Origin of shucking
- a husk or pod, as the outer covering of corn, hickory nuts, chestnuts, etc.
- Usually shucks. Informal. something useless or worthless: They don't care shucks about the project.
- the shell of an oyster or clam.
- shucks, Informal. (used as a mild exclamation of disgust or regret.)
Origin of shuck1
- to deceive or lie to.
Origin of shuck2
Examples from the Web for shucking
Shucking oysters is a particular skill and a task best approached clear-headed and with no distractions.What to Eat
September 1, 2009
Of course the best practice is to wash the nuts immediately after shucking.
On his shoulder sat a squirrel, shucking chestnuts so that the shells fell upon his beard.The Quest
Frederik van Eeden
Only you must give me a sounder reason than my diverting conversational powers for shucking me.Free Air
Sometimes after leaving the fields at dark they had to work at night—shucking corn, ginning cotton or weaving.Slave Narratives: A Folk History of Slavery in the United States From Interviews with Former Slaves
Work Projects Administration
The relative decrease in price as compared with Newburyport is due to the fact that shucking is not so extensively practised here.A Report upon the Mollusk Fisheries of Massachusetts
Commissioners on Fisheries and Game
- the outer covering of something, such as the husk of a grain of maize, a pea pod, or an oyster shell
- to remove the shucks from
- informal, mainly US and Canadian to throw off or remove (clothes, etc)
Word Origin and History for shucking
"to remove the shucks from," 1819, from or related to shuck (n.). Related: Shucked; shucking.
Many extended senses are from the notion of "stripping" an ear of corn, or from the capers associated with husking frolics; e.g. "to strip (off) one's clothes" (1848) and "to deceive, swindle, cheat, fool" (1959); phrase shucking and jiving "fooling, deceiving" is suggested from 1966, in U.S. black English, but cf. shuck (v.) a slang term among "cool musicians" for "to improvise chords, especially to a piece of music one does not know" (1957), and shuck (n.) "a theft or fraud," in use by 1950s among U.S. blacks.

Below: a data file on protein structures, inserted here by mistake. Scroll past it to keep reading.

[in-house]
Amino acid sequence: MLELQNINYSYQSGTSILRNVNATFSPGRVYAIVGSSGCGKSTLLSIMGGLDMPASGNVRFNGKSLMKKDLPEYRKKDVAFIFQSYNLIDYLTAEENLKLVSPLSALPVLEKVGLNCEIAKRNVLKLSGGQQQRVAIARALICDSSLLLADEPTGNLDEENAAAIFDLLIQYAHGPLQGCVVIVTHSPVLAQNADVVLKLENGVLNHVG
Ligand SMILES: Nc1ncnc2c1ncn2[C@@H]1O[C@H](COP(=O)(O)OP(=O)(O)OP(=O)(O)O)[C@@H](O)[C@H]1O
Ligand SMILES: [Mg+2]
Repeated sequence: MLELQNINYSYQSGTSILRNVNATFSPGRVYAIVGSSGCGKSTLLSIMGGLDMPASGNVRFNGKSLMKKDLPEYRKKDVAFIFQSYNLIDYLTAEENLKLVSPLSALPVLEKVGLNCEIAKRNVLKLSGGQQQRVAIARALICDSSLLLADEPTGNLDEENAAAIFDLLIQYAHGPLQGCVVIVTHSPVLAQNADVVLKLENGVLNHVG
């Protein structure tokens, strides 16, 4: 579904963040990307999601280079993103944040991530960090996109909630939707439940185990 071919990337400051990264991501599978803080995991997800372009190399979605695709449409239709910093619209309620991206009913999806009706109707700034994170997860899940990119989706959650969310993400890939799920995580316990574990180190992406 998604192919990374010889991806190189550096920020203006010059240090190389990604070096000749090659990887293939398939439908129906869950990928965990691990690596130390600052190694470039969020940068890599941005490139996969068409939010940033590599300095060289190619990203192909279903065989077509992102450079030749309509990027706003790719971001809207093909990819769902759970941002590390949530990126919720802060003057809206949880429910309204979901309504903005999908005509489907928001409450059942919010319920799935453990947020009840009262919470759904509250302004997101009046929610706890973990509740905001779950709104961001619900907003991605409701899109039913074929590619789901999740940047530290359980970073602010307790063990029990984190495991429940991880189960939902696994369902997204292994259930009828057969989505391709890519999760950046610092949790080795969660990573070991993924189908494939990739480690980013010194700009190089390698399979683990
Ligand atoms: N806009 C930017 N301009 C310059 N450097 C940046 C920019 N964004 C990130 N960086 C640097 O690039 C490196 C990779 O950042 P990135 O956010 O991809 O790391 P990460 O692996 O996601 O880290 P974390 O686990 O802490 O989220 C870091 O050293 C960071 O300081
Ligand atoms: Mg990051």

[B]lack senses probably fr[om] the fact that black slaves sang and shouted gleefully during corn-shucking season, and this behavior, along with lying and teasing, became a part of the protective and evasive behavior normally adopted towards white people in "traditional" race relations; the sense of "swindle" is perhaps related to the mid-1800s term to be shucked out, "be defeated, be denied victory," which suggests that the notion of stripping someone as an ear of corn is stripped may be basic in the semantics. ["Dictionary of American Slang"]
"husk, pod, shell," 1670s, of unknown origin. Cf. shuck (v.). Later used in reference to the shells of oysters and clams (1872). Figurative as a type of something worthless from 1836.